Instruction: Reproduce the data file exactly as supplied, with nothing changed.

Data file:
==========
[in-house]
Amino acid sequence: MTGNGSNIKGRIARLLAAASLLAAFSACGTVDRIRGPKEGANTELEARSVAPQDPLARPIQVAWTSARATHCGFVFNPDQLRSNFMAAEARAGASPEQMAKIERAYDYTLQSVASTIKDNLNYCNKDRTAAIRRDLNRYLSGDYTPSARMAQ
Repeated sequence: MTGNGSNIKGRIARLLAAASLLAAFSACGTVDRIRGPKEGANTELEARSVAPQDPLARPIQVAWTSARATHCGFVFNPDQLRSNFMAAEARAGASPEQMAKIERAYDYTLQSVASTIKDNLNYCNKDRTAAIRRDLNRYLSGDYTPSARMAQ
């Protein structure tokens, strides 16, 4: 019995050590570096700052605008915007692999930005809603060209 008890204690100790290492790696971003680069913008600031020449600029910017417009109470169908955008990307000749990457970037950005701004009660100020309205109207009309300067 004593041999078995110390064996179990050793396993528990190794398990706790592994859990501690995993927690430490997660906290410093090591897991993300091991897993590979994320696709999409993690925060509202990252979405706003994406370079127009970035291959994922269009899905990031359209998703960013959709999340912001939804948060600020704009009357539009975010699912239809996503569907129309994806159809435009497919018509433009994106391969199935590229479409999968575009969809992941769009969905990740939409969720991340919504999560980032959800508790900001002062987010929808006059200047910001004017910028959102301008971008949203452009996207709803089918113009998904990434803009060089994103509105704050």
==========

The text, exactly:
[in-house]
Amino acid sequence: MTGNGSNIKGRIARLLAAASLLAAFSACGTVDRIRGPKEGANTELEARSVAPQDPLARPIQVAWTSARATHCGFVFNPDQLRSNFMAAEARAGASPEQMAKIERAYDYTLQSVASTIKDNLNYCNKDRTAAIRRDLNRYLSGDYTPSARMAQ
Repeated sequence: MTGNGSNIKGRIARLLAAASLLAAFSACGTVDRIRGPKEGANTELEARSVAPQDPLARPIQVAWTSARATHCGFVFNPDQLRSNFMAAEARAGASPEQMAKIERAYDYTLQSVASTIKDNLNYCNKDRTAAIRRDLNRYLSGDYTPSARMAQ
């Protein structure tokens, strides 16, 4: 019995050590570096700052605008915007692999930005809603060209 008890204690100790290492790696971003680069913008600031020449600029910017417009109470169908955008990307000749990457970037950005701004009660100020309205109207009309300067 004593041999078995110390064996179990050793396993528990190794398990706790592994859990501690995993927690430490997660906290410093090591897991993300091991897993590979994320696709999409993690925060509202990252979405706003994406370079127009970035291959994922269009899905990031359209998703960013959709999340912001939804948060600020704009009357539009975010699912239809996503569907129309994806159809435009497919018509433009994106391969199935590229479409999968575009969809992941769009969905990740939409969720991340919504999560980032959800508790900001002062987010929808006059200047910001004017910028959102301008971008949203452009996207709803089918113009998904990434803009060089994103509105704050």